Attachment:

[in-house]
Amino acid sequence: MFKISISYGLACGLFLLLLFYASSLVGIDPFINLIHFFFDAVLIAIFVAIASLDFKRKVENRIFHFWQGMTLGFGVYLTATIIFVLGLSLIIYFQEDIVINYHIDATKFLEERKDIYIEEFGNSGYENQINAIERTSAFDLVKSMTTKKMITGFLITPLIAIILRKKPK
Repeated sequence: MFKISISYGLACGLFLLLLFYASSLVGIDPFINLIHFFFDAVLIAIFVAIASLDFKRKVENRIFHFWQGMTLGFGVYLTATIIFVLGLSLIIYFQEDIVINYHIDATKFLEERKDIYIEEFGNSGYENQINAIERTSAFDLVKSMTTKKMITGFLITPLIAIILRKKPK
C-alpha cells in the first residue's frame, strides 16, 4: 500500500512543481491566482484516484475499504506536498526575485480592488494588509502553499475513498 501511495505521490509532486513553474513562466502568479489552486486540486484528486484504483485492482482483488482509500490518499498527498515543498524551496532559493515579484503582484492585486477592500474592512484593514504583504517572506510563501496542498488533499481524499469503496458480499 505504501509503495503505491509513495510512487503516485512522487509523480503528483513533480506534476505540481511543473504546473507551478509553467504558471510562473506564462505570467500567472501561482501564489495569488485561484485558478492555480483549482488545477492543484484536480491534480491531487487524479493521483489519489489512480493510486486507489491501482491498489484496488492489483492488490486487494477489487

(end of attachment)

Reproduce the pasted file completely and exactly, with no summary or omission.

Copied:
[in-house]
Amino acid sequence: MFKISISYGLACGLFLLLLFYASSLVGIDPFINLIHFFFDAVLIAIFVAIASLDFKRKVENRIFHFWQGMTLGFGVYLTATIIFVLGLSLIIYFQEDIVINYHIDATKFLEERKDIYIEEFGNSGYENQINAIERTSAFDLVKSMTTKKMITGFLITPLIAIILRKKPK
Repeated sequence: MFKISISYGLACGLFLLLLFYASSLVGIDPFINLIHFFFDAVLIAIFVAIASLDFKRKVENRIFHFWQGMTLGFGVYLTATIIFVLGLSLIIYFQEDIVINYHIDATKFLEERKDIYIEEFGNSGYENQINAIERTSAFDLVKSMTTKKMITGFLITPLIAIILRKKPK
C-alpha cells in the first residue's frame, strides 16, 4: 500500500512543481491566482484516484475499504506536498526575485480592488494588509502553499475513498 501511495505521490509532486513553474513562466502568479489552486486540486484528486484504483485492482482483488482509500490518499498527498515543498524551496532559493515579484503582484492585486477592500474592512484593514504583504517572506510563501496542498488533499481524499469503496458480499 505504501509503495503505491509513495510512487503516485512522487509523480503528483513533480506534476505540481511543473504546473507551478509553467504558471510562473506564462505570467500567472501561482501564489495569488485561484485558478492555480483549482488545477492543484484536480491534480491531487487524479493521483489519489489512480493510486486507489491501482491498489484496488492489483492488490486487494477489487